‘It’s yo ho NO and a barrel of hard tack for Handler on this one’ – We are Pirates by Daniel Handler

wapdhAs with Miranda July’s debut novel, The First Bad Man, Daniel Handler’s fifth novel under his own name (in addition to the great many he has written under the name Lemony Snicket) comes emblazoned with cover quotes from people who we want to trust (Neil Gaiman, Dave Eggers, Michael Chabon, Jess Walter, Jennifer Egan) – people who have worked themselves up into something of a froth over the book. Such is their froth that you can’t help but work up a lather yourself. If you take one thing away from this review, it is this: raising expectations in this way rarely does a book a good service. One careful and judicious cover quote from someone not given to cover quotes (Michel Faber, say, or Bret Easton Ellis, rather than say, Roddy Doyle or – sorry Neil, you’re becoming a bit ubiquitous – Neil Gaiman) is all you need. A half dozen, or more, split across a cover that is half jacket and half bare book would need to surround the kind of book dynamite that, the older you get, you find more rarely. We are Pirates is not book dynamite. We are Pirates is for the most part alright, but the expectations generated by the cover quotes serve to make you view the book more harshly than you otherwise would. For the benefit of future generations: all cover quotes do is say: this writer has a lot of friends, here is a selection of what those friends have to say. Daniel Handler’s mates love We are Pirates. This much we know.

The opening of the book is somewhat tricksy. There’s an I talking to you about guy called Phil Needle. Phil Needle is a radio producer who once maybe could’ve been someone but who is now probably comfortable and somewhat unhappily settled in a rut. At the time the story is written (Handler has a sweet tic that recalls Snicket at his best, throughout the book explicating on things contemporary readers will know about as if he is writing for future generations – it will make you smile), Phil is looking to get a show commissioned about an old blues guy. Needle’s boss, Leonard Steed – someone Phil is keen to keep on the right side of – wants to be impressed. Elsewhere, though Needle’s daughter Gwen is stealing from a local pharmacy. Of course she gets caught. Of course she doesn’t think the punishment is fair. Gwen is a teenage girl and Handler does teenage girls well. Credit where credit is due. Handler also does the kinds of drifty middle aged sorts that Jess Walter has made his own quite well too. Phil is forced to take a business trip in the company of his new (young, pretty) assistant. Phil is tormented by longing. Meanwhile Gwen. Gwen is forced to give up her time to read in an old folk’s home. She reads to a man called Errol who has trouble with his memory and digs pirate books. Gwen comes to dig pirate books too. Eventually, she and a friend and Errol and a couple of other people take to the high seas. As pirates. This gentle, whimsical, dainty slice of Americana becomes somewhat surprisingly bloodthirsty for a bit. You can’t help but wonder how the young teenage girl and her friend will get out of it.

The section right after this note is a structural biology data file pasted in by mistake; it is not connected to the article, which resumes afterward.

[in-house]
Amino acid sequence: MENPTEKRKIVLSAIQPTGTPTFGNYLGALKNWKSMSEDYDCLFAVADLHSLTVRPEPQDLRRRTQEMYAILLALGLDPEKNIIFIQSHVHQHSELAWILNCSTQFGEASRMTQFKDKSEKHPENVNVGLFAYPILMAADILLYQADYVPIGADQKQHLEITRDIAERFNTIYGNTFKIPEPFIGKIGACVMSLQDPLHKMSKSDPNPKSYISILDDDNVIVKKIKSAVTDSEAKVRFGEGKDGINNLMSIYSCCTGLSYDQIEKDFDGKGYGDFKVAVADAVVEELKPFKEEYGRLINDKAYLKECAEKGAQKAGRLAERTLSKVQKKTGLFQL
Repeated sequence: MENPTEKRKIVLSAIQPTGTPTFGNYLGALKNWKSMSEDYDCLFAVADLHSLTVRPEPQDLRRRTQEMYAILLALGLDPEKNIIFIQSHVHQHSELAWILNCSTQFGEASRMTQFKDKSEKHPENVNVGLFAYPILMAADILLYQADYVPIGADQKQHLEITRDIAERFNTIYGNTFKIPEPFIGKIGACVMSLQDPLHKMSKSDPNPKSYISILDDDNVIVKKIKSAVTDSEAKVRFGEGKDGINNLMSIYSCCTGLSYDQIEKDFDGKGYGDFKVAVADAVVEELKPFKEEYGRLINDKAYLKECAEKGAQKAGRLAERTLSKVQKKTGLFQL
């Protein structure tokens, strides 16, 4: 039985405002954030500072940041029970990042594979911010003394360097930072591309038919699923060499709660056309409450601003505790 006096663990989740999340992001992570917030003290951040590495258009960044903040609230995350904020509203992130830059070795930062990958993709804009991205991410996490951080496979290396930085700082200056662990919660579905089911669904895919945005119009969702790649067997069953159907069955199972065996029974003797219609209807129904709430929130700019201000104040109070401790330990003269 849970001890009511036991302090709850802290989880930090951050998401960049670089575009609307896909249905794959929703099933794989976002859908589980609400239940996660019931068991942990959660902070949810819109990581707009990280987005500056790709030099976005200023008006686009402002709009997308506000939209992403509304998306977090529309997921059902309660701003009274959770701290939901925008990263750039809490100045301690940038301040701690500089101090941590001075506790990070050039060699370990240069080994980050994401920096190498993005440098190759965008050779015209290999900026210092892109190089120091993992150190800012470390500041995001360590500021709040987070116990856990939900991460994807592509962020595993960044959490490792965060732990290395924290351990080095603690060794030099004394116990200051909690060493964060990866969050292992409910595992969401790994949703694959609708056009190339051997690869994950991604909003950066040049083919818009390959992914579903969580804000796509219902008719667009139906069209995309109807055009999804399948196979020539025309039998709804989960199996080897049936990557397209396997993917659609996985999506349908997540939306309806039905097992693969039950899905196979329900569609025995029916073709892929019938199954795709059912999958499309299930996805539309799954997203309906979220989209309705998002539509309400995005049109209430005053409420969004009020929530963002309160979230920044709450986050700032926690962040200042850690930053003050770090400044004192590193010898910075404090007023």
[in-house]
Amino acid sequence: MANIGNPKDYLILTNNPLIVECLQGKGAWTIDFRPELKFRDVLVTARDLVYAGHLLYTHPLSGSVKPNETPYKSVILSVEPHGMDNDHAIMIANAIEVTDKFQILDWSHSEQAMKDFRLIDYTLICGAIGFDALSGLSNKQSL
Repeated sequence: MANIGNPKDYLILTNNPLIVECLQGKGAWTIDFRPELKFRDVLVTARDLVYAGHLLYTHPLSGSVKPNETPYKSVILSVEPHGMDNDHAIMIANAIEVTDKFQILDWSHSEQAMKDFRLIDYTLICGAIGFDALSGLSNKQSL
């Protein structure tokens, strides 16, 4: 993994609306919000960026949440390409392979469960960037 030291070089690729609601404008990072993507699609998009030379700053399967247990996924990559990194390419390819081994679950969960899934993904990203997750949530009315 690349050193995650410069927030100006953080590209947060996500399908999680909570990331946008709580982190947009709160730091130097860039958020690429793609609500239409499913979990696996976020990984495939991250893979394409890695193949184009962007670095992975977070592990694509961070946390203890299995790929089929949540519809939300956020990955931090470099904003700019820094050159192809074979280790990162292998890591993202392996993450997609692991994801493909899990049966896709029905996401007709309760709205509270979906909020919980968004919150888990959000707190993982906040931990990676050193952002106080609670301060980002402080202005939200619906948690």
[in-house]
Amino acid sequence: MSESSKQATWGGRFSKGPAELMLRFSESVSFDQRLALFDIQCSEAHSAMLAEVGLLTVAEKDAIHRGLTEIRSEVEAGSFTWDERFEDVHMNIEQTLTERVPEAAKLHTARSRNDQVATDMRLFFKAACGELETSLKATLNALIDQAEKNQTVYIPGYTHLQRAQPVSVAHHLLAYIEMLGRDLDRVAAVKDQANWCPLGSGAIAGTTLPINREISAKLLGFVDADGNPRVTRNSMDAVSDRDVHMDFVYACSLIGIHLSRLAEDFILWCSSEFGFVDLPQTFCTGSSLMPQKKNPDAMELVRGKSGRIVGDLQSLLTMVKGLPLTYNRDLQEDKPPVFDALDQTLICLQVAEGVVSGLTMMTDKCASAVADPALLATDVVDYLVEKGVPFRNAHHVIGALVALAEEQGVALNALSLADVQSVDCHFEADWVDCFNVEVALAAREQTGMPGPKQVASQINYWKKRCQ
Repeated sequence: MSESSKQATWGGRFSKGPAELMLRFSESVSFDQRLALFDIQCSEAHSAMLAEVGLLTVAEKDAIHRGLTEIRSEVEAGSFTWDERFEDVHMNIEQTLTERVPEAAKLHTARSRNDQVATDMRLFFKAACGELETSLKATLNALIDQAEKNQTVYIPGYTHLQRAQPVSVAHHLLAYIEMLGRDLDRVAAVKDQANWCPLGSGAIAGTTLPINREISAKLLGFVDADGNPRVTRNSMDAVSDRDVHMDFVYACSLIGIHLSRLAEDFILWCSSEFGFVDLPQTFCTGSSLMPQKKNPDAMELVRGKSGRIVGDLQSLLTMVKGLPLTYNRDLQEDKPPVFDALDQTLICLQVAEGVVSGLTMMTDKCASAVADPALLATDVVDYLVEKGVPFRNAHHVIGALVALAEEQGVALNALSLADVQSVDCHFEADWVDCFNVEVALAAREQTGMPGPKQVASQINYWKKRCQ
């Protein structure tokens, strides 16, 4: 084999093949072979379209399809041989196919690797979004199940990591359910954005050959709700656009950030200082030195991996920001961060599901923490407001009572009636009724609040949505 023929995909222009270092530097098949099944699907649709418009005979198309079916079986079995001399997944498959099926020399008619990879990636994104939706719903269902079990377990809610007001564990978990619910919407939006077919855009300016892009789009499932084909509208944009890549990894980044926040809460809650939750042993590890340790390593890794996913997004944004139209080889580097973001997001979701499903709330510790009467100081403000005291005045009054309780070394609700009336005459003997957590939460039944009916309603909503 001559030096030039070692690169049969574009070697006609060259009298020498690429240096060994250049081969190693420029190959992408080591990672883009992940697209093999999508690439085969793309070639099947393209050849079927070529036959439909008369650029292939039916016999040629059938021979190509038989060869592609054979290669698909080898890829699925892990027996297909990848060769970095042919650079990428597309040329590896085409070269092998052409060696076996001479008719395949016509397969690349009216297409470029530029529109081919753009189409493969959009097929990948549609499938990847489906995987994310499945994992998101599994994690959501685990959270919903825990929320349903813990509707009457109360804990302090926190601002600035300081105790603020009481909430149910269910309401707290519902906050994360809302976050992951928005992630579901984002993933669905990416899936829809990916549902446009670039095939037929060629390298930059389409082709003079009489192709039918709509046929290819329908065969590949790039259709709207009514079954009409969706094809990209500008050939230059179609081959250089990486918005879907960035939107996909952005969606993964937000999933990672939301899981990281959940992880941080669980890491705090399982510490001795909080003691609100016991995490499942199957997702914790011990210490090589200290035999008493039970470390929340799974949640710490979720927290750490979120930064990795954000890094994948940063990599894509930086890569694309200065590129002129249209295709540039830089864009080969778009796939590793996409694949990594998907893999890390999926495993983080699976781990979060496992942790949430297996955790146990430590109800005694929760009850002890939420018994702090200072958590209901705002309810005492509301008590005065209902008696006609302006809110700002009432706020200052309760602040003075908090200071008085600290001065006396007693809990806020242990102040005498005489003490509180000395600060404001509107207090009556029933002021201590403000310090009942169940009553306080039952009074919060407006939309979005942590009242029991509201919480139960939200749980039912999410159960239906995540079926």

All of which may sound intriguing. It certainly did to me. I thought this might be a little bit A Hologram for the King by way of The Wild ThingsWe are Pirates is certainly a bit Eggers-ish at times, more Eggers-ish than any other writer. But there are problems and the problems are quite hard to put your finger on. Part of it is to do with the construction. Handler moves fitfully between Phil and Gwen, so we sometimes get more Gwen than Phil. Of the two, Phil is the more interesting character but you know (you just know) that Handler is loving his contemporary pirate shenanigans. Teenage girls are always more interesting to themselves than anyone else. Perhaps Handler is just too good a writer to turn his hand to teenage girls or perhaps the fact I have a teenage daughter of my own is enough to make me not want to spend too much time in Gwen’s company. Again, credit where credit is due: Handler has created the exemplar of teenage girls everywhere. But man is she irritating. The bloodthirsty element, when it arrives, is (genuinely) surprising as I said, and I’ve asked myself if it unseats the book from the rails I thought it was travelling on (and whether that unseating changed my feelings towards the book); but I have to say no. What it did was bring my feelings to a sharp point: I just didn’t get along with Gwen and the pirate element. I’d have preferred a book about Phil, in which we maybe heard about the pirate element via him.

We wanted to like it. We wanted to agree with Neil Gaiman, Michael Chabon (whose Gentleman of the Road is similarly flawed), Dave Eggers and Jennifer Egan (and Jess Walter and Matt Haig and Russell T Davies). By the time the tricksy opening resolved itself in the final pages of the book, we just didn’t care anymore. We just wanted it to end. Experience has taught us that books we leave in this way don’t tend to be books we come back to. Like bitter break-ups, we fix our eyes on the future (or the next book we are going to read) and try to put it behind us. We’d recommend you don’t even set foot in these choppy waters. We did it so you don’t have to.

Any Cop?: It’s yo ho NO and a barrel of hard tack for Handler on this one.


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